CFB AM: Bowling Green bails out Toledo amid severe Ohio water crisis

CFB AM: Bowling Green bails out Toledo amid severe Ohio water crisis

Published Aug. 5, 2014 9:00 a.m. ET

Toledo, Ohio, was hit recently with a severe water crisis, a problem driven by the ever-contaminated Lake Erie.

Scientists and government officials fear the Great Lake is in trouble because of the increasing amounts of algae-infested water flooding onto its shores.

It’s an issue that could potentially impact all 11 million lakeside residents. Toledo’s water problem, which reaches back for decades, is only growing worse as urbanization and industrial agriculture have created new sources of phosphorus runoff.

By any measure, this is a massive problem and one far more important than anything that will ever be written about in this space.


But perhaps one moment of good can come out of the water crisis via a couple local football teams.

This past Saturday, with Toledo scheduled to open fall camp on Monday, it faced the conundrum of not having clean water to hydrate players and coaches when the city declared its water unsafe to drink.

So Brian Jones, Toledo’s assistant AD for sports medicine, turned to the only short-notice option he had: call Al Castillo, his friend who held the same position for rival Bowling Green. Jones determined buying water from local grocery stores wasn’t an option because he wasn’t going to take clean water from those in the community who needed it, so instead his rival threw him a lifeline.

“Whatever you need, let us do whatever we can to help you,” Castillo told Jones. “From a sports medicine standpoint, we try to take care of each other as best as possible. The health care of the student-athlete is well above winning or losing.”

Two vans full of coolers then drove the 19 miles from Toledo to Bowling Green, where they’d get access to hoses and would be able to bring about 500 gallons of clean water back to Toledo. Jones felt the supply would be enough to last the Rockets until Tuesday, but then they’d have to return to Bowling Green for more water or come up with another plan.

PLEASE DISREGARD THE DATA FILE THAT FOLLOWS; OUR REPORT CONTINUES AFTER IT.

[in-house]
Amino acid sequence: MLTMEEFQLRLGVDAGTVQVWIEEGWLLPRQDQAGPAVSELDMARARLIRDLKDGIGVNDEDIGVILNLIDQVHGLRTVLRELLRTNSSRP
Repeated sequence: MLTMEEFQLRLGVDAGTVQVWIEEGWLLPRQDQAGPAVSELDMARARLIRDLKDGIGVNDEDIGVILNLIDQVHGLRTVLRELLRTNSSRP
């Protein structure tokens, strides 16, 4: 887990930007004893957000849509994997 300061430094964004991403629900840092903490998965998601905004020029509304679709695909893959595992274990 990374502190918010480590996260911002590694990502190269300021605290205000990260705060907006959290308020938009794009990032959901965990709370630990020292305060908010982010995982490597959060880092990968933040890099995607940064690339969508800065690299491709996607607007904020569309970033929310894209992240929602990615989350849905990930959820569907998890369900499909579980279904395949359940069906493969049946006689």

Good news: On Monday, the city of Toledo declared its water safe to drink again.

Should Bowling Green ever find itself stuck in a crisis, Jones said, “I’d have been doing the same thing.”

Kudos to Castillo and Bowling Green for stepping up and helping a neighbor in a true time of need. Now let’s hope Toledo’s water stays safe.


1. After announcing discipline for eight Longhorns, Texas coach Charlie Strong decided to open fall camp with another message: his players would be wearing all-white helmets to start camp. They would have to earn the Longhorn logo back on the side, Strong said. It’s another part of culture-changing campaign. Strong is No. 1 on Pat Forde’s list of the Top 25 most intriguing coaches entering 2014.

2. TCU defensive end Devonte Fields will meet with university officials on Tuesday to determine his status as a TCU student-athlete, a source told David Ubben. Fields was named the preseason Big 12 Player of the Year and would lift a defensive line that also returns second-team Big 12 defensive tackle Chucky Hunter. As a whole unit, TCU’s defense brings back eight starters after tying Alabama for 13th in the nation last season in yards per play allowed (4.83), so Fields could take a good defense and make it one of the Big 12’s best. But the details surrounding his alleged assault case don’t sound good, and Fields’ best-case scenario probably is a suspension and then being allowed to return to the team.

3. In Monday’s CFB AM, we had video of Alabama’s Gump Run – i.e. when a horde of fans is gathered in a tunnel at Bryant-Denny Stadium on Fan Day and then released, allowing the masses to sprint down the field and get in line to get autographs from coach Nick Saban and others. Well, after that video became public, one (presumably) Auburn fan synced the Gump Run video with Auburn’s call of the ‘Kick Six’ in last year’s Iron Bowl. It’s brilliant and must-see.


1. USA Today’s Nicole Auerbach spoke with some folks who have served on college basketball’s postseason committee, and they offered advice to the new College Football Playoff group.

2. Oregon wide receiver Bralon Addison tore his ACL in spring practice and is expected to be out for the 2014 season – unless you ask Addison. Ducks QB Marcus Mariota told SI, “His goal is Michigan State.” That’s the second game of the season, on Sept. 6, which would be less than five months removed from Addison’s knee injury. As SI points out, Minnesota Vikings running back Adrian Peterson returned from a torn ACL in nine months, and it was lauded as an almost miraculous recovery. So it’s unlikely Sept. 6 is in play for Addison, but could some point – maybe the Pac-12 title game or bowl game – be in play? That would be fun. Good luck, Bralon.

3. There’s a new episode of The Audible with Bruce Feldman and Stewart Mandel, discussing Auburn’s potential, the Big Ten’s weakness, Top 25 surprises, suspension news and more. Follow the link or click on the player below to listen.


1. Clemson quarterback Cole Stoudt is beginning the most important fall camp of his college career, and clearly the increased responsibility is getting to the senior, which is why he dressed up as a mannequin and freaked people out in the lobby of Clemson’s football building. Great video.

2. Ty Duffy has the five worst wedding weekends for college football fans this fall. Do I happen to have a friend tying the knot on one of those weekends? Of course!

3. Michigan State’s awesome new locker room sign has one glaring mistake.


* And one more day ticks off the calendar.

Have a good Tuesday, all.

Teddy Mitrosilis is an editor and writer for Follow him on Twitter @TMitrosilis and email him at